Female Genital Tract Anomalies Treatment through Surgery in Avicenna’s Canon of Medicine (980–1037 CE)

Mohadeseh Ostovar, Seyed Hamdollah Mosavat, Peter Jonathan Starr, Detlev Quintern, Mojtaba Heydari


Persian scientists of ancient times made a significant contribution to the field of surgery. Among them, Avicenna (980–1037 CE) provided the most detailed presentation of surgical procedures. The present paper aimed to review Avicenna’s great medical encyclopedia, Canon of Medicine, on ratqā (a female genital tract anomaly) related to gynecologic diseases. Avicenna was familiar with different causes of female genital tract anomalies. He described their signs, symptoms, natural courses, treatments and outcomes. He also noted that surgery was the only treatment of imperforate hymen or any type of vaginal agenesis. He elaborated interestingly on the operation instruments, patient positioning before operation, and the operation method, complications, post-operative and follow-up care. Although many surgical procedures described were previously mentioned by his Persian, Arab, Greek or Indian predecessors, he extended their comments and techniques in many ways, which shows that he not only pointed out related theories but practiced them himself.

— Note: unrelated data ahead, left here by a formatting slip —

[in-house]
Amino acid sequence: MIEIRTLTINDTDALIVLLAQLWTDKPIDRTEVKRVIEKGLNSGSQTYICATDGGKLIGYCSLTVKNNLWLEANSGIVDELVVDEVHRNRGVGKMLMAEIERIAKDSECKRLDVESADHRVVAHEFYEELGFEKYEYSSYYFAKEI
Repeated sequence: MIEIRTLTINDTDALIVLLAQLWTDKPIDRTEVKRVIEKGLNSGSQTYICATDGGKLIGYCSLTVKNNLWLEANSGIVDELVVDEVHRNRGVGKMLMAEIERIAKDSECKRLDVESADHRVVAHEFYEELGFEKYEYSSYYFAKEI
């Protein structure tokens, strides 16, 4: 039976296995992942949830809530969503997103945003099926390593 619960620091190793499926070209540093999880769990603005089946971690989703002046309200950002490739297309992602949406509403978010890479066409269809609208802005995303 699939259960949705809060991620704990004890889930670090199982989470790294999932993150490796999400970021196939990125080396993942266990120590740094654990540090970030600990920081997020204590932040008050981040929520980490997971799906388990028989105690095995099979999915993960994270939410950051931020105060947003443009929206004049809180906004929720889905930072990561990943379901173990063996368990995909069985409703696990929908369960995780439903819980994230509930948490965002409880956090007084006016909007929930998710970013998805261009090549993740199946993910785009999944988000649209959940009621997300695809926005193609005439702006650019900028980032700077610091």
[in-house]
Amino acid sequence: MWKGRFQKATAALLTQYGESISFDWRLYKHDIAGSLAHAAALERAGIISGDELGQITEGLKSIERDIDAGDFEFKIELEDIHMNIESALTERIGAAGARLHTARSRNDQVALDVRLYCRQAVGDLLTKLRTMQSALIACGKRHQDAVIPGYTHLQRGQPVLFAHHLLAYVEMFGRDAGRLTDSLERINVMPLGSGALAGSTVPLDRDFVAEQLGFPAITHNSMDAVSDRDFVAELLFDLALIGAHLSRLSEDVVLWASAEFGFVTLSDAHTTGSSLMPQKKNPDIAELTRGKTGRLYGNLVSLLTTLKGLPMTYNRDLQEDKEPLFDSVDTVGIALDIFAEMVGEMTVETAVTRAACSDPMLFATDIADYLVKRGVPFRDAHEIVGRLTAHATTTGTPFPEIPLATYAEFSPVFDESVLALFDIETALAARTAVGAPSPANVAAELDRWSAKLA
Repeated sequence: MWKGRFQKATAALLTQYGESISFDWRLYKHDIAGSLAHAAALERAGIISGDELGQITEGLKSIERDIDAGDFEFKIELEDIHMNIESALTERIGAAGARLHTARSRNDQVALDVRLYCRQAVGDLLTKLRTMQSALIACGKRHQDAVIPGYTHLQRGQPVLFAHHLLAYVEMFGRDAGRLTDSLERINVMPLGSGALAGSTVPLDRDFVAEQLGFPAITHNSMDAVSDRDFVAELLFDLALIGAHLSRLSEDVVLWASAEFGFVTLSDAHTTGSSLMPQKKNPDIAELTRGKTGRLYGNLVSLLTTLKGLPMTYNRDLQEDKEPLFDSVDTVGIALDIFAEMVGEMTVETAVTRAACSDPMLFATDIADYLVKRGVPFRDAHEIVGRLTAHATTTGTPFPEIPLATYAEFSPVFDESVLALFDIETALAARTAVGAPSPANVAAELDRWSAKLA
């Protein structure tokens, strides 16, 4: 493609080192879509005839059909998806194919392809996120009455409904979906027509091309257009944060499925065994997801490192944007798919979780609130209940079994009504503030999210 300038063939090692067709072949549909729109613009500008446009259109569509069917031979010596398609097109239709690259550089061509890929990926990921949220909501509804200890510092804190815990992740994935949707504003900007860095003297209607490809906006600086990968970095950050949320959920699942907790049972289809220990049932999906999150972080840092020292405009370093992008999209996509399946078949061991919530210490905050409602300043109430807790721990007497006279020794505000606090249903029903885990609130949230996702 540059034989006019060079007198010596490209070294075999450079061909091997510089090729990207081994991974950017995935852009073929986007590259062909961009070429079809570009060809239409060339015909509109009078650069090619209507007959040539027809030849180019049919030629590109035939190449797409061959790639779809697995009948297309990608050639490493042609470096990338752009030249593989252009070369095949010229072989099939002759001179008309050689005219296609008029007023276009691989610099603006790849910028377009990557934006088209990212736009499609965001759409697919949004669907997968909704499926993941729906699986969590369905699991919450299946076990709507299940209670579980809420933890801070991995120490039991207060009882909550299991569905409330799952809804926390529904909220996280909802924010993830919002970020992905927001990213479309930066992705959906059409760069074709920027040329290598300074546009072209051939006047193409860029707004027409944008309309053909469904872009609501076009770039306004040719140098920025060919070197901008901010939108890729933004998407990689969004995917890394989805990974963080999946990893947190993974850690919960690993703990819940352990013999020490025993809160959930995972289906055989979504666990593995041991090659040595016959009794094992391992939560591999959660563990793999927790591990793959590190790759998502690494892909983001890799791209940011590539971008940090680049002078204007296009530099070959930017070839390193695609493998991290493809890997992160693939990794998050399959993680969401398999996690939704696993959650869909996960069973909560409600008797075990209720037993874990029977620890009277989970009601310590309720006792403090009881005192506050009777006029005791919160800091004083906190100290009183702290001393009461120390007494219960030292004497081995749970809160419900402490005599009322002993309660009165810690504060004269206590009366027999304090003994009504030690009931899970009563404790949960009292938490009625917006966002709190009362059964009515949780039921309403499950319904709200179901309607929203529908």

History of medicine, Avicenna, Surgery, Genital tract anomaly, Gynecology

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